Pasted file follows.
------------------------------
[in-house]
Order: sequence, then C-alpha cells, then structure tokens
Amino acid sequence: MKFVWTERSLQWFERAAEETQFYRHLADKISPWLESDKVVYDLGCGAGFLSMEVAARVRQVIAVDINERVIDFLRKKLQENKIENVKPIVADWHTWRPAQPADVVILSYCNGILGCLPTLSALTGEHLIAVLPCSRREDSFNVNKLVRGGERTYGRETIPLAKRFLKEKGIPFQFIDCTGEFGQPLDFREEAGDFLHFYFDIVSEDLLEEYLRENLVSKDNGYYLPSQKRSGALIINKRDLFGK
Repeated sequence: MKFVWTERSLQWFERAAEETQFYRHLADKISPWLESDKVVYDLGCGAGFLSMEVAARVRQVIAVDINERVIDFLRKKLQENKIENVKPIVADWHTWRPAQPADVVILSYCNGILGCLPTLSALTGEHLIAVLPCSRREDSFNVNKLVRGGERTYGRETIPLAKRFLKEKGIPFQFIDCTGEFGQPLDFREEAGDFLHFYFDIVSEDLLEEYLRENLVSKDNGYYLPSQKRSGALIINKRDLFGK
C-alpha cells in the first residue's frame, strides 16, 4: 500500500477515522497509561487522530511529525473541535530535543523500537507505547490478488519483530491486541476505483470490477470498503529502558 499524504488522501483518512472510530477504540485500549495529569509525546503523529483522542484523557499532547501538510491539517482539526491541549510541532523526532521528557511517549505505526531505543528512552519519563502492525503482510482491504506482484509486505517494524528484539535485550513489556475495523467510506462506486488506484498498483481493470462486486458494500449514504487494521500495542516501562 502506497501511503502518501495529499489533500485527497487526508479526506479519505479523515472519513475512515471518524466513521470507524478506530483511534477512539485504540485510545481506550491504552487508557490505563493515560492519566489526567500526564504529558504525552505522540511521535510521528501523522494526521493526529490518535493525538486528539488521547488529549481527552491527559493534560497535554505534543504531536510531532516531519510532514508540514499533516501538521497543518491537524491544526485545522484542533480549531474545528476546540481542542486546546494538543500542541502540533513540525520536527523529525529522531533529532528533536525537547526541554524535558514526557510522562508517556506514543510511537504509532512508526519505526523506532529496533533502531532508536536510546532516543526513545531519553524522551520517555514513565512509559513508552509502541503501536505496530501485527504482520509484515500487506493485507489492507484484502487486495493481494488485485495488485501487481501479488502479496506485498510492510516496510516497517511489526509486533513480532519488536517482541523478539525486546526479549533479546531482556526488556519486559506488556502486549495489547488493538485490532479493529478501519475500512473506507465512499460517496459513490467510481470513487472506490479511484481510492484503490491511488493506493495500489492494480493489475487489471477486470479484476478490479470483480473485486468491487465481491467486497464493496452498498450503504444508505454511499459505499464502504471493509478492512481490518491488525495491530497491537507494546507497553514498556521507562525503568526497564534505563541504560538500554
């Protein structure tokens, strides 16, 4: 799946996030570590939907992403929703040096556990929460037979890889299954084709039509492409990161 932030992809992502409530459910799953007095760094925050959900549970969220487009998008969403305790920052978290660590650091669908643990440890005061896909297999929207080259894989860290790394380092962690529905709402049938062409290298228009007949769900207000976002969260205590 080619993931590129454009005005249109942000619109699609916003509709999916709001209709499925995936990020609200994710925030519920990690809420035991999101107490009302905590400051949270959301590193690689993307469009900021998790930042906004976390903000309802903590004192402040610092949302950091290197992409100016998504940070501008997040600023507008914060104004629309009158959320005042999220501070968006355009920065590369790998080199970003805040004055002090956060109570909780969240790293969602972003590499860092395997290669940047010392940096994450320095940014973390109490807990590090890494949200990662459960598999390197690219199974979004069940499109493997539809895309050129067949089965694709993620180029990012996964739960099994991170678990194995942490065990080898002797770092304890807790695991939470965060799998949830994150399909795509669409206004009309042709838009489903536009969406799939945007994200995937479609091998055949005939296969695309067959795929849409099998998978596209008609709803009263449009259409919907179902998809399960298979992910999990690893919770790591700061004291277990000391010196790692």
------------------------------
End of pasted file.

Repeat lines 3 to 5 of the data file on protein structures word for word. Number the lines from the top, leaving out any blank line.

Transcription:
Amino acid sequence: MKFVWTERSLQWFERAAEETQFYRHLADKISPWLESDKVVYDLGCGAGFLSMEVAARVRQVIAVDINERVIDFLRKKLQENKIENVKPIVADWHTWRPAQPADVVILSYCNGILGCLPTLSALTGEHLIAVLPCSRREDSFNVNKLVRGGERTYGRETIPLAKRFLKEKGIPFQFIDCTGEFGQPLDFREEAGDFLHFYFDIVSEDLLEEYLRENLVSKDNGYYLPSQKRSGALIINKRDLFGK
Repeated sequence: MKFVWTERSLQWFERAAEETQFYRHLADKISPWLESDKVVYDLGCGAGFLSMEVAARVRQVIAVDINERVIDFLRKKLQENKIENVKPIVADWHTWRPAQPADVVILSYCNGILGCLPTLSALTGEHLIAVLPCSRREDSFNVNKLVRGGERTYGRETIPLAKRFLKEKGIPFQFIDCTGEFGQPLDFREEAGDFLHFYFDIVSEDLLEEYLRENLVSKDNGYYLPSQKRSGALIINKRDLFGK
C-alpha cells in the first residue's frame, strides 16, 4: 500500500477515522497509561487522530511529525473541535530535543523500537507505547490478488519483530491486541476505483470490477470498503529502558 499524504488522501483518512472510530477504540485500549495529569509525546503523529483522542484523557499532547501538510491539517482539526491541549510541532523526532521528557511517549505505526531505543528512552519519563502492525503482510482491504506482484509486505517494524528484539535485550513489556475495523467510506462506486488506484498498483481493470462486486458494500449514504487494521500495542516501562 502506497501511503502518501495529499489533500485527497487526508479526506479519505479523515472519513475512515471518524466513521470507524478506530483511534477512539485504540485510545481506550491504552487508557490505563493515560492519566489526567500526564504529558504525552505522540511521535510521528501523522494526521493526529490518535493525538486528539488521547488529549481527552491527559493534560497535554505534543504531536510531532516531519510532514508540514499533516501538521497543518491537524491544526485545522484542533480549531474545528476546540481542542486546546494538543500542541502540533513540525520536527523529525529522531533529532528533536525537547526541554524535558514526557510522562508517556506514543510511537504509532512508526519505526523506532529496533533502531532508536536510546532516543526513545531519553524522551520517555514513565512509559513508552509502541503501536505496530501485527504482520509484515500487506493485507489492507484484502487486495493481494488485485495488485501487481501479488502479496506485498510492510516496510516497517511489526509486533513480532519488536517482541523478539525486546526479549533479546531482556526488556519486559506488556502486549495489547488493538485490532479493529478501519475500512473506507465512499460517496459513490467510481470513487472506490479511484481510492484503490491511488493506493495500489492494480493489475487489471477486470479484476478490479470483480473485486468491487465481491467486497464493496452498498450503504444508505454511499459505499464502504471493509478492512481490518491488525495491530497491537507494546507497553514498556521507562525503568526497564534505563541504560538500554